Enrollment limit 25

*EEEB GU4001, Society and Nature in the Amazon

The Amazon Basin is one of the largest equatorial forests on earth.  Far from being an untouched bioma the Amazon has a rich and instigating sociobiodiversity that can be apprehended in its uniqueness since pre-colombian times.  History, culture, politics correlated with hydrology, climate and ecology are elements for the understanding of contemporary dynamics in the Amazon.  The course aims towards an interdisciplinary approach of the Amazon as a unique ecosystem in Latin America which reflects a myrad of questions crucial for the understanding not only of South America but of nature and society in modern times.

*EEEB GR9509. Directed Readings. 1-3 pts.

EEB graduate students only.

Supervised directed readings and literature review in areas relevant to a student’s research program.

*EEEB GR9501, GR9502, GR9503. Directed Research. 3-6 pts.

Prerequisite(s): One graduate semester completed.

Research opportunities for graduate students: experimental design, development of tests for specific hypotheses, acquisition of new techniques, analysis of data, interpretation and discussion of results.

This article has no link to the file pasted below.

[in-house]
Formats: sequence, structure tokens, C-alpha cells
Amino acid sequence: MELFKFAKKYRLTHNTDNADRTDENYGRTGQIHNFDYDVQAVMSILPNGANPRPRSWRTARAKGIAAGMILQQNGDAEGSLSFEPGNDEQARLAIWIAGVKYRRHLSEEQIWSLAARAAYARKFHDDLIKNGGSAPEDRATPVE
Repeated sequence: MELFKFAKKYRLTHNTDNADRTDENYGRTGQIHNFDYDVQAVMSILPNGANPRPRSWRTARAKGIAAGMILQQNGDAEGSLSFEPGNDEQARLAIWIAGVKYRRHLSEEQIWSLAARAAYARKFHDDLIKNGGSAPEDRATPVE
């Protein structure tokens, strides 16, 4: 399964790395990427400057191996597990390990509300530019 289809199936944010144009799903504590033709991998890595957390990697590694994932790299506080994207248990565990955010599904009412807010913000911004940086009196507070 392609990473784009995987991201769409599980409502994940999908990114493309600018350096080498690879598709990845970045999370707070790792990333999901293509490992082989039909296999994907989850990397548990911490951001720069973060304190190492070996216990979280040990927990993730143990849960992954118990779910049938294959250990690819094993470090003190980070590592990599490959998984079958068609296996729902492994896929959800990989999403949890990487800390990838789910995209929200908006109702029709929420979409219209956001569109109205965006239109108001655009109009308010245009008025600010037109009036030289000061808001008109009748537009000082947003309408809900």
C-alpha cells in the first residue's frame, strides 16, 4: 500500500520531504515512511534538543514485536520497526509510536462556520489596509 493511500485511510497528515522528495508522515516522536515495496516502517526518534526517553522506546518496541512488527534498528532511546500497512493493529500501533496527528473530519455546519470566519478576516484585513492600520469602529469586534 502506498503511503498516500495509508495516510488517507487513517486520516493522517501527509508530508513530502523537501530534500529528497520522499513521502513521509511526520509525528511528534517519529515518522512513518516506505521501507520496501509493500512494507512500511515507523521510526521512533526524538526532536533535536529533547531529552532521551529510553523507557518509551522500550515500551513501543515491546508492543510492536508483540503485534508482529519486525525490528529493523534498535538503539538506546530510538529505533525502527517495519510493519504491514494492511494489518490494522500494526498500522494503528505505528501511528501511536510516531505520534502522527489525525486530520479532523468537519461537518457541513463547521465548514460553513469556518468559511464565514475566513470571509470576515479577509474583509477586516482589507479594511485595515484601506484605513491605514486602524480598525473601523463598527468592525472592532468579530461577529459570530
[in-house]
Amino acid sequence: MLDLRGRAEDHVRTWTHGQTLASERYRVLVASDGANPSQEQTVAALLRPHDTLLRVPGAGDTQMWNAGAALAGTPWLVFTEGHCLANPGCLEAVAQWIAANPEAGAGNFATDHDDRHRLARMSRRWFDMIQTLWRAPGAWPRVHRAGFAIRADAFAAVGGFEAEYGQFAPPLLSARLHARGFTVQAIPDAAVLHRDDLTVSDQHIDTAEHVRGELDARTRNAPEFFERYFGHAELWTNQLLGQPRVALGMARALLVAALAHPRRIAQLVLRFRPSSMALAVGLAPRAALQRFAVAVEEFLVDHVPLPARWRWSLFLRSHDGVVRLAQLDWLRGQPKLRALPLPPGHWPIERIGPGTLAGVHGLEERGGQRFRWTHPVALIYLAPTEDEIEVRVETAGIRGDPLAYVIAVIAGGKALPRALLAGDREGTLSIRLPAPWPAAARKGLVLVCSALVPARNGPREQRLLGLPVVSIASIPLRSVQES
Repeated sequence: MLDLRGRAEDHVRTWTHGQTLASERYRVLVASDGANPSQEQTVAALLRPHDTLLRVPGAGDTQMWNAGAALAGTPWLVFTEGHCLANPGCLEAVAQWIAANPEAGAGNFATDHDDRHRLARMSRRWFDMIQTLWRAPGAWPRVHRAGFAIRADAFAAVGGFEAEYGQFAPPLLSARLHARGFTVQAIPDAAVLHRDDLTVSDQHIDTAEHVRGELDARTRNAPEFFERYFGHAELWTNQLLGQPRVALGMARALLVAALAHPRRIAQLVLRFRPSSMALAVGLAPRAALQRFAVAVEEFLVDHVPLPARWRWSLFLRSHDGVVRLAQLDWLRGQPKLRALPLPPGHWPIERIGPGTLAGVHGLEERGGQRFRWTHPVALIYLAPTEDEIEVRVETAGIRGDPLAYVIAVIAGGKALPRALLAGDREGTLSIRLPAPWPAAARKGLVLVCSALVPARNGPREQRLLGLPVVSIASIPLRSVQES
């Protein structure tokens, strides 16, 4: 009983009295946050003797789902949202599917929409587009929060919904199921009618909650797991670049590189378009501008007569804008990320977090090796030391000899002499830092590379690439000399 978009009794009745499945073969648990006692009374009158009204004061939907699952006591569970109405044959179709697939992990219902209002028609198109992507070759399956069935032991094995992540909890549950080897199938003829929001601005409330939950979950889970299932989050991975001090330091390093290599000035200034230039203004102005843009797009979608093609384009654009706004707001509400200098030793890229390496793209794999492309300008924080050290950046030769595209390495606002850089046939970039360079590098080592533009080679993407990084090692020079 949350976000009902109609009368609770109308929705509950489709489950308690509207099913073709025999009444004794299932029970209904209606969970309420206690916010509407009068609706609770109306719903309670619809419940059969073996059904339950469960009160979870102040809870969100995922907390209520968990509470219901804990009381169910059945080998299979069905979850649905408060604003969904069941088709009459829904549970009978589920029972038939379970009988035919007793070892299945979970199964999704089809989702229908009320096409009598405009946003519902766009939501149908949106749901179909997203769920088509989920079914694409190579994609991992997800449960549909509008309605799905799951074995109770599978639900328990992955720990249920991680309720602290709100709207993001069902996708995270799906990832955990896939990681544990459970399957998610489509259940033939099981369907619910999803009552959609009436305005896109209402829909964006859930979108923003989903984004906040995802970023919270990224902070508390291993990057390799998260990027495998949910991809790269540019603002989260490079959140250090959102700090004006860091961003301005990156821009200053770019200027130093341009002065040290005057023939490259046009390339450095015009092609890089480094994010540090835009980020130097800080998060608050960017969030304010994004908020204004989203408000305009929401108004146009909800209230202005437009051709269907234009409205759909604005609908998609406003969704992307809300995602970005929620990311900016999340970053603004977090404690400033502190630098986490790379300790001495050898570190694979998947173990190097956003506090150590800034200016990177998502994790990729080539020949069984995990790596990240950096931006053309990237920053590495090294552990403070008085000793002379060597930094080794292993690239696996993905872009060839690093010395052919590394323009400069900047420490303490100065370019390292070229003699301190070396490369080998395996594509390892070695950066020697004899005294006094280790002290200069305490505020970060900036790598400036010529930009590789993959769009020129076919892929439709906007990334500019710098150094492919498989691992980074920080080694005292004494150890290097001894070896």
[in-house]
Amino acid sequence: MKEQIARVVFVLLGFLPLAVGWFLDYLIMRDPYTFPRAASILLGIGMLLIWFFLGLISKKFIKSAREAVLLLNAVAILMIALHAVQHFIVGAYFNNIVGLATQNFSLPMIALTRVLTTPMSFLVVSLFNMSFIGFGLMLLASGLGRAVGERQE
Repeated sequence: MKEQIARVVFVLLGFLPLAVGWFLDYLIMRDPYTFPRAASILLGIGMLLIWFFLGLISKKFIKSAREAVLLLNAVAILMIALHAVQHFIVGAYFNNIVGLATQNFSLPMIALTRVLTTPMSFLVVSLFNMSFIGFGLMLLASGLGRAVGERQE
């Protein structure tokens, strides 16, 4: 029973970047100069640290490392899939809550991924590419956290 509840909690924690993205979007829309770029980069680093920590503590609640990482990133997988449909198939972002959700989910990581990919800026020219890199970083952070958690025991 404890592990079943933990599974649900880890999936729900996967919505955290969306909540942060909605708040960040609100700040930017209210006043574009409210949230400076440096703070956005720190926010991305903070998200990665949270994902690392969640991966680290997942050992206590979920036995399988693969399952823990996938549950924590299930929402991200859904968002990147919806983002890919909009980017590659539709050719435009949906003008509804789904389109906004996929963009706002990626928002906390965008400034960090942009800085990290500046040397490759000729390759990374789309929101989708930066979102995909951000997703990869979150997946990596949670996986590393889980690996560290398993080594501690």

*EEEB GR6905. Graduate Seminar in Conservation Biology. 3pts.

Prerequisite(s): Biology, Ecology, Genetics, and Evolution.

This course is an introduction to the applied science of maintaining the earth’s biological diversity, its landscapes, and wilderness. The course will focus on the biological principles relevant to biodiversity conservation at the genetic, population, and community and landscape levels.

*EEEB GR6445. Research Methods in Animal Behavior. 3 pts.

How to formulate research hypotheses, choose a design, and collect, analyze and present data. Students undertake individual projects on zoo or park animals.

*EEEB GR6400. Amazonia Seminar. 3 pts.

Prerequisite(s): Preference given to graduate students in EEB or Anthropology.

The assumptions upon which community-based conservation and development projects are based, their successes and shortcomings within the context of history and the environment. Experienced guest lecturers.

*EEEB GR6300. Research Methods Seminar. 1 pt.

Prerequisite(s): Degree in Biological Sciences.

Seminar series includes lectures on methods and case studies of specific biological research projects; emphasis on evolution, ecology, and conservation biology. Weekly lectures by Columbia faculty, researchers, students and guest speakers.

Graduate students in EEB program have priority.

*EEEB GR6150. Topics in Ecology and Evolution: Agent-based models for Coupled Natural and Human systems (CNHs). 3 pts.

This course will introduce the Coupled Natural and Human system framework to study socio-ecological systems and introduce active learning of Agent-based models (ABM) as one of the most common methods to study CNH systems.